Home page
Articles for Windows, Linux, OS X
Mac tips and articles
Mac tips
Windows 8 tips and articles
Windows 7 tips and articles
Vista Tips
XP Tips
Linux tips and articles
Read the blog
Online store
Windows, Linux, OS X programs

Windows Vista hints and tips 11

Tips index

Customise the Send To menu

When you right click the mouse on a file or folder on the desktop or in an explorer window there is a Send To menu with various options on. For example, you can send the item to a compressed (zipped) folder, which will create a zip file. You can send it to another disk drive or the Documents folder.

You can add your own items to this right click Send To menu and then you can send files and folders to other places. A really useful item to add to the Send To menu is Notepad. You can then click any file and send it to Notepad. Notepad will open so you can view the item. It's great for viewing files like HTML web pages, .inf files, .reg files, .XML files, .ini files and anything else you care to view.

The items on the Send To menu are actually stored in a folder on the disk drive. Click Start, Computer to open an Explorer window. Now navigate to C:\Users\YourName\AppData\Roaming\Microsoft\Windows\SendTo. (When customising Windows it's best to use an administrator account with User Account Control turned off. You should enable hidden and system folders too - in an Explorer window tap the Alt key to show the menu and select Tools, Folder Options. On the View tab select Show hidden files and folders, and clear the tick against Hide protected operating system files.)

Vista Send To

OK, now you've got an Explorer window showing the SendTo folder, you can place programs in here or create shortcuts to them. Find Notepad on the Start menu, then right click it and select Copy. Right click in the SendTo window and select Paste. You now have a Notepad item on the Send To menu. Open an Explorer window and try right clicking a file (anything that contains text). Select Send To, Notepad and it'll be displayed in Notepad.

Modify file associations

When a file is double clicked Windows will open it in the program that is associated with it. For example, files that have a .txt extension always open in Notepad and files with a .doc extension open in Word if it's installed. When software is installed it can take over ownership of a file type and instead of .bmp files opening in Paint or Windows Photo Gallery (the picture viewer), it opens in some other program, like a photo editor.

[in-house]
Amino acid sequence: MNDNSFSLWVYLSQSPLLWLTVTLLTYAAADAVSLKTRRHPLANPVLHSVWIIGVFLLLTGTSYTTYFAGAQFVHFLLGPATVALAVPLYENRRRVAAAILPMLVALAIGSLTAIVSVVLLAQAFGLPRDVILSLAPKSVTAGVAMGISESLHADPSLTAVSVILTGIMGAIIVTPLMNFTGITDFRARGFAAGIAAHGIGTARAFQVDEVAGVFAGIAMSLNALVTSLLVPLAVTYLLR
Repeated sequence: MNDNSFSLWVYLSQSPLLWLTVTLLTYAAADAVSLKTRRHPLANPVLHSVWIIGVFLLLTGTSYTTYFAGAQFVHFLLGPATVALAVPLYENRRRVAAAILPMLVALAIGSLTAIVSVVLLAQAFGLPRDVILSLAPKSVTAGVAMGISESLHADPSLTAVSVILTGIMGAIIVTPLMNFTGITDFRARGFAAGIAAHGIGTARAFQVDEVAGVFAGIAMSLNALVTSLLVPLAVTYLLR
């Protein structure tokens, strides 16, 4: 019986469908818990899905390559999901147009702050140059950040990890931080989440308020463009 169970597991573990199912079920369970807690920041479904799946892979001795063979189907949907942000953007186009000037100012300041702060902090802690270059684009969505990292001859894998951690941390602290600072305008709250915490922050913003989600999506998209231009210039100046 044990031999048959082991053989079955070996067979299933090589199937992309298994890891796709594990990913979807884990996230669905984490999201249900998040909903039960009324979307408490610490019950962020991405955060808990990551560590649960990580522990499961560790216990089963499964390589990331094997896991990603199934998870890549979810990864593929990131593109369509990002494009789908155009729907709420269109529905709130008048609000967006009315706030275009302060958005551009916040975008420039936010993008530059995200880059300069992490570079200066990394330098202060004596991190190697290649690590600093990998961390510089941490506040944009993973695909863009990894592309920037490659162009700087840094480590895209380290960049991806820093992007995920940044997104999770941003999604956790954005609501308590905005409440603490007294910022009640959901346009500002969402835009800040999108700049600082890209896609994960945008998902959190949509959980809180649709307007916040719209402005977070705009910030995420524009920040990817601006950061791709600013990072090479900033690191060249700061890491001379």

Sometimes this is useful and when you install new software it's handy to be able to open files for editing just by double clicking them. It's not always useful though and the program that opens the file might not be the one you actually want to use. Even worse, a file type might be associated with a program that you have uninstalled and no longer have.

For these reasons you might want to modify file associations occasionally. Right click a file in an Explorer window or on the desktop and select Open With. You'll see a short list of programs and if you see the one you want, you can select it to open the file in that program. To use a program that's not on the list or to permanently change the program that is associated with a file type, select Choose Default Program. Select the program if you can see it, otherwise click the Browse button and locate the executable file on the hard disk drive. For example, find mspaint.exe if you want to use Paint to open a particular file type. Tick Always use the selected program to open this kind of file and click OK. You've now associated a file type with a program and it will always be used when you double click a file.

Tips index